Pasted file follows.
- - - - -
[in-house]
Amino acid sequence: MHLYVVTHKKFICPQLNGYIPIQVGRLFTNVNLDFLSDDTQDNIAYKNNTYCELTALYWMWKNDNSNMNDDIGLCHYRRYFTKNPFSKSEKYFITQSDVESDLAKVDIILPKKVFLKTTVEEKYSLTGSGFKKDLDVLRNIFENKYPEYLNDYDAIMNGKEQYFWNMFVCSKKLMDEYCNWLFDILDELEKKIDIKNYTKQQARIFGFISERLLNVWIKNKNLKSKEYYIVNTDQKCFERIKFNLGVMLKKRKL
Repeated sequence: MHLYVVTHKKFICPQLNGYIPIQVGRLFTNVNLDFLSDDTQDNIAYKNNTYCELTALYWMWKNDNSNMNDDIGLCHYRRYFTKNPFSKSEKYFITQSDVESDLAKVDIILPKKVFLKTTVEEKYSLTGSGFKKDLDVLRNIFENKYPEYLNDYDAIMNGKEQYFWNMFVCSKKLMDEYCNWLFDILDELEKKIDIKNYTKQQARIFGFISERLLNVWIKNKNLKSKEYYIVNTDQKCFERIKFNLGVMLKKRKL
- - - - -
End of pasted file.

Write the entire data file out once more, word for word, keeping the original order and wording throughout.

[in-house]
Amino acid sequence: MHLYVVTHKKFICPQLNGYIPIQVGRLFTNVNLDFLSDDTQDNIAYKNNTYCELTALYWMWKNDNSNMNDDIGLCHYRRYFTKNPFSKSEKYFITQSDVESDLAKVDIILPKKVFLKTTVEEKYSLTGSGFKKDLDVLRNIFENKYPEYLNDYDAIMNGKEQYFWNMFVCSKKLMDEYCNWLFDILDELEKKIDIKNYTKQQARIFGFISERLLNVWIKNKNLKSKEYYIVNTDQKCFERIKFNLGVMLKKRKL
Repeated sequence: MHLYVVTHKKFICPQLNGYIPIQVGRLFTNVNLDFLSDDTQDNIAYKNNTYCELTALYWMWKNDNSNMNDDIGLCHYRRYFTKNPFSKSEKYFITQSDVESDLAKVDIILPKKVFLKTTVEEKYSLTGSGFKKDLDVLRNIFENKYPEYLNDYDAIMNGKEQYFWNMFVCSKKLMDEYCNWLFDILDELEKKIDIKNYTKQQARIFGFISERLLNVWIKNKNLKSKEYYIVNTDQKCFERIKFNLGVMLKKRKL